The last 3:36 belonged, as it should have, to John Riggins. It has been 45 years since a Redskin had a day like Riggins’ today. He carried 34 times, tying Cliff Battles’ club record set in 1937, and gained 136 yards. The last 3:36, Riggins carried seven straight times for 48 yards.
”Riggo Drill” were the words on the locker room chalk board afterward. The Redskins end practice with the Riggo drill, giving the ball to the old man five straight times.
”John says he can’t get a rhythm going unless he carries four or five times,” said Coach Joe Gibbs. “We pass so much in practice, he doesn’t get much work. So we go through the Riggo drill.”
In rain that helped cause five Tampa Bay fumbles, the Redskins had none. Fundamentally sound, they also were confidently bold. As he did on third and four in Philadelphia, today on a critical third and four Gibbs called a running play up the middle for Clarence Harmon. It worked again, keeping alive the Redskins’ last scoring drive.
In that drive, the Redskins also used good fortune. Gibbs later said Tampa Bay is a good team “and we were just fortunate to play with them.” This was gracious, and not all wrong. On third and nine, at the Tampa Bay 26, Theismann threw long and incomplete. But the Bucs’ defensive end, Dave Stalls, was so worried by Harmon’s presence that he blatantly held Harmon.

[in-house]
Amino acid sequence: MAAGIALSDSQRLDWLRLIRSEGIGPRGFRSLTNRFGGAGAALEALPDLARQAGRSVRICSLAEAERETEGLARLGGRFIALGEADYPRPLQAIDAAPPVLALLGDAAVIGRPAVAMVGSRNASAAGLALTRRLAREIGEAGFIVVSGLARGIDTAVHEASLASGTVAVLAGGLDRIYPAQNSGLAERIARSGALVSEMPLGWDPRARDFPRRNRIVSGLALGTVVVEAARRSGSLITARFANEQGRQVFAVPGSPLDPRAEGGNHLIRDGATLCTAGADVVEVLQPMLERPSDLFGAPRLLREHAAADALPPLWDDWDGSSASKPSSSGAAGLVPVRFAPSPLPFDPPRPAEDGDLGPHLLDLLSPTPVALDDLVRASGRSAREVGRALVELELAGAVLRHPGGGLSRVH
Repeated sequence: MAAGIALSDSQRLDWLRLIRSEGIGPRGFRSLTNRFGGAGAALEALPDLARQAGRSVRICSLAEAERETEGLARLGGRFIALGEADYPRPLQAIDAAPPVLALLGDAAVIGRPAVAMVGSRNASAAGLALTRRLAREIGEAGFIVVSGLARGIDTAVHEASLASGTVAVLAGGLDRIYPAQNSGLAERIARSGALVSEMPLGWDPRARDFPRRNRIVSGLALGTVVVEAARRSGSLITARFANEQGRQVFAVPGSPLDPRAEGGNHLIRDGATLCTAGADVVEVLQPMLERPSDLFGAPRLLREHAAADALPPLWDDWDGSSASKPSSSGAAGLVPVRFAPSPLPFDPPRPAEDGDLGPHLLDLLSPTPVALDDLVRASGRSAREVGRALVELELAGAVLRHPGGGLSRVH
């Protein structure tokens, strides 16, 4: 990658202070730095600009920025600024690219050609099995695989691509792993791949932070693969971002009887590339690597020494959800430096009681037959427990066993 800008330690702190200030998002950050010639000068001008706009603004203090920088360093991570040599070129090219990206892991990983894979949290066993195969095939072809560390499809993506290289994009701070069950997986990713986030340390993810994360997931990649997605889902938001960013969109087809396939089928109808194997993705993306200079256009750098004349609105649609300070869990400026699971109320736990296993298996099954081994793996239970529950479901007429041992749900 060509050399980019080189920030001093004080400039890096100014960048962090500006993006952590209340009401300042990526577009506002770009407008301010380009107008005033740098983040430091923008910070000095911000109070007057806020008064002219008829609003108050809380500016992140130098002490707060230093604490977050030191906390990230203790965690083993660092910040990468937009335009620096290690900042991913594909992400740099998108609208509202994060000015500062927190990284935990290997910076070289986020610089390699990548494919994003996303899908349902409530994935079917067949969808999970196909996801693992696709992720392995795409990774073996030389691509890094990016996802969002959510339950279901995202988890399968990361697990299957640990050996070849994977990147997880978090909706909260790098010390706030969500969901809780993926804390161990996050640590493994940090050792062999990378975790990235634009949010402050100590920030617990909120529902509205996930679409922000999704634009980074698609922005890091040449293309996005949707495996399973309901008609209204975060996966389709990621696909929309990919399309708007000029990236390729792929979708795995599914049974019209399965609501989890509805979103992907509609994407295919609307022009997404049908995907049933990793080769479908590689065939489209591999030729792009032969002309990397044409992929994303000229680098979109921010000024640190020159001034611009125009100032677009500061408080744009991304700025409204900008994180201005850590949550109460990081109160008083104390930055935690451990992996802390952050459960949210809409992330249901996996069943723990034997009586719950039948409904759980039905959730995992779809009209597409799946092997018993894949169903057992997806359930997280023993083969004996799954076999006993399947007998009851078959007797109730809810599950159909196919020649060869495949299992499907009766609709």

Good teams worry other teams.
Good teams get good breaks.
”We’re good,” Dexter Manley said. “We’ve been getting criticized for our defensive line, but that’s making us play hard. We’re going to prove to everybody that we’re not as bad as people said.”
The crushing linebacker Neal Olkewicz, who recovered a fumble and batted down a pass, said, “We had to redeem ourselves a little bit for last week. Even though we came through then when we needed to, we knew we couldn’t give up 34 points again. We’re not going to score 37 all the time.”
Dave Butz said it was no surprise the Redskins took four fumbles.
”Our game plan was to take the ball away,” the defensive tackle said matter of factly. “Here, look.”
There on Butz’s game plan in his duffel bag were the words, “to win, we must make three interceptions and recover two fumbles.”
Butz figured the four fumbles were enough, especially the way Williams played. “We wanted to put some heat on him as soon as we could,” Butz said. “He throws those quick hitches off a two-step drop.”
But after the four fumbles, Williams moved away from center more cautiously. He made sure he had the ball first.
”He was having to take too much time,” Butz said, “and so he ran longer plays.”
The longer a quarterback runs, the more likely he is to meet a thunderously strong, lightning quick defensive end.
”I feel like on third and long, it’s up to me,” Dexter Manley said. “I like to make the big play. Like today . . . “
Manley smiled and added, “I had one sack, but I should have had five.”
The gentleman played up a storm.